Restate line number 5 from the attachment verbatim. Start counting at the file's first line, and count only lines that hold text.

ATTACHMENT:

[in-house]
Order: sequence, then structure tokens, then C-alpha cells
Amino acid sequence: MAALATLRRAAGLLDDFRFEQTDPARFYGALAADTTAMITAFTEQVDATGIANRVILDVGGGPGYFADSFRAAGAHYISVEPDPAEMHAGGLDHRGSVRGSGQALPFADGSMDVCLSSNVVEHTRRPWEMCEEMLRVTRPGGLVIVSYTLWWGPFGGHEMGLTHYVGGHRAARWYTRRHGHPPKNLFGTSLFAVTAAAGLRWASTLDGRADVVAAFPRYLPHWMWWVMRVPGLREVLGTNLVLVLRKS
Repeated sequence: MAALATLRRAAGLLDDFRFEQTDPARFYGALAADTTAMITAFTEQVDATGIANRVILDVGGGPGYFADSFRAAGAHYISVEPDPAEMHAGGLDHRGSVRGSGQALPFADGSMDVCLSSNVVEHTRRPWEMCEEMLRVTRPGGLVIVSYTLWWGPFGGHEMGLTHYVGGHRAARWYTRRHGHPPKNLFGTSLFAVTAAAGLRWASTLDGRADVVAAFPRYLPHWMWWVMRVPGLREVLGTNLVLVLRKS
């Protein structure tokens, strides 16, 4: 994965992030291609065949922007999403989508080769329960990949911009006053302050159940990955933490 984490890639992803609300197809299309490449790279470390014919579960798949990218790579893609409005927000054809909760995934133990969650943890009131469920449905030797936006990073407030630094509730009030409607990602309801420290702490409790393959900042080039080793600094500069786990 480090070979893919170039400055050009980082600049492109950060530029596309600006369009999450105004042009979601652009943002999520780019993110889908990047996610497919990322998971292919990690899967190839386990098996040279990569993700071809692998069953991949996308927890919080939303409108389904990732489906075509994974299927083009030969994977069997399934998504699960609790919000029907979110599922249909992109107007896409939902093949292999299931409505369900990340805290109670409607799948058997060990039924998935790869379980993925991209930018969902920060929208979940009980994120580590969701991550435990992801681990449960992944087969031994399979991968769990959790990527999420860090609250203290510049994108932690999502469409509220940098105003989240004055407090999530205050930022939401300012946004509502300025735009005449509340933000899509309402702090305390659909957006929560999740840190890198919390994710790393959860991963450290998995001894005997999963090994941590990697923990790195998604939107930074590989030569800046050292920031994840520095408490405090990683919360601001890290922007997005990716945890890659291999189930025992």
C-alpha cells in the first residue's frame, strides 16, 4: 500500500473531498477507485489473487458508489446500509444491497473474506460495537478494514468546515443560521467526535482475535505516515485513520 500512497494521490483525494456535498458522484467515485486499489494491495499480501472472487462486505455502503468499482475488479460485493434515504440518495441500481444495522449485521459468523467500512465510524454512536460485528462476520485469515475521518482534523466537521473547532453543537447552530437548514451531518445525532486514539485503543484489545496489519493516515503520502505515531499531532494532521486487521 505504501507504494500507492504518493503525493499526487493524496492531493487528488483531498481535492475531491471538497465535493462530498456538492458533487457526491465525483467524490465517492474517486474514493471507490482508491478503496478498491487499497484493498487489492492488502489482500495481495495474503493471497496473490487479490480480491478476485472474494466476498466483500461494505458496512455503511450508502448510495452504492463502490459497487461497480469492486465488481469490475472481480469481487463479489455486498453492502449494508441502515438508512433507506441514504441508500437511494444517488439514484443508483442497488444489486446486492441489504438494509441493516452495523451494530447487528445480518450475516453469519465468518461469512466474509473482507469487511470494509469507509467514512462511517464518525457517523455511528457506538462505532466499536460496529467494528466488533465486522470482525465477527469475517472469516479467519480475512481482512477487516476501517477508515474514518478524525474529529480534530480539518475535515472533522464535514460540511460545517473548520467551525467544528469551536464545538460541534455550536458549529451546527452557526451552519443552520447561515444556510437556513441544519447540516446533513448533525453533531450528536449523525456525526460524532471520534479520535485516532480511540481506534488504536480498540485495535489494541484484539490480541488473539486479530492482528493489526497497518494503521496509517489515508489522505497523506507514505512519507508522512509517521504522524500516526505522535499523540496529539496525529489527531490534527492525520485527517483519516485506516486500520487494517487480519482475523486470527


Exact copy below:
């Protein structure tokens, strides 16, 4: 994965992030291609065949922007999403989508080769329960990949911009006053302050159940990955933490 984490890639992803609300197809299309490449790279470390014919579960798949990218790579893609409005927000054809909760995934133990969650943890009131469920449905030797936006990073407030630094509730009030409607990602309801420290702490409790393959900042080039080793600094500069786990 480090070979893919170039400055050009980082600049492109950060530029596309600006369009999450105004042009979601652009943002999520780019993110889908990047996610497919990322998971292919990690899967190839386990098996040279990569993700071809692998069953991949996308927890919080939303409108389904990732489906075509994974299927083009030969994977069997399934998504699960609790919000029907979110599922249909992109107007896409939902093949292999299931409505369900990340805290109670409607799948058997060990039924998935790869379980993925991209930018969902920060929208979940009980994120580590969701991550435990992801681990449960992944087969031994399979991968769990959790990527999420860090609250203290510049994108932690999502469409509220940098105003989240004055407090999530205050930022939401300012946004509502300025735009005449509340933000899509309402702090305390659909957006929560999740840190890198919390994710790393959860991963450290998995001894005997999963090994941590990697923990790195998604939107930074590989030569800046050292920031994840520095408490405090990683919360601001890290922007997005990716945890890659291999189930025992």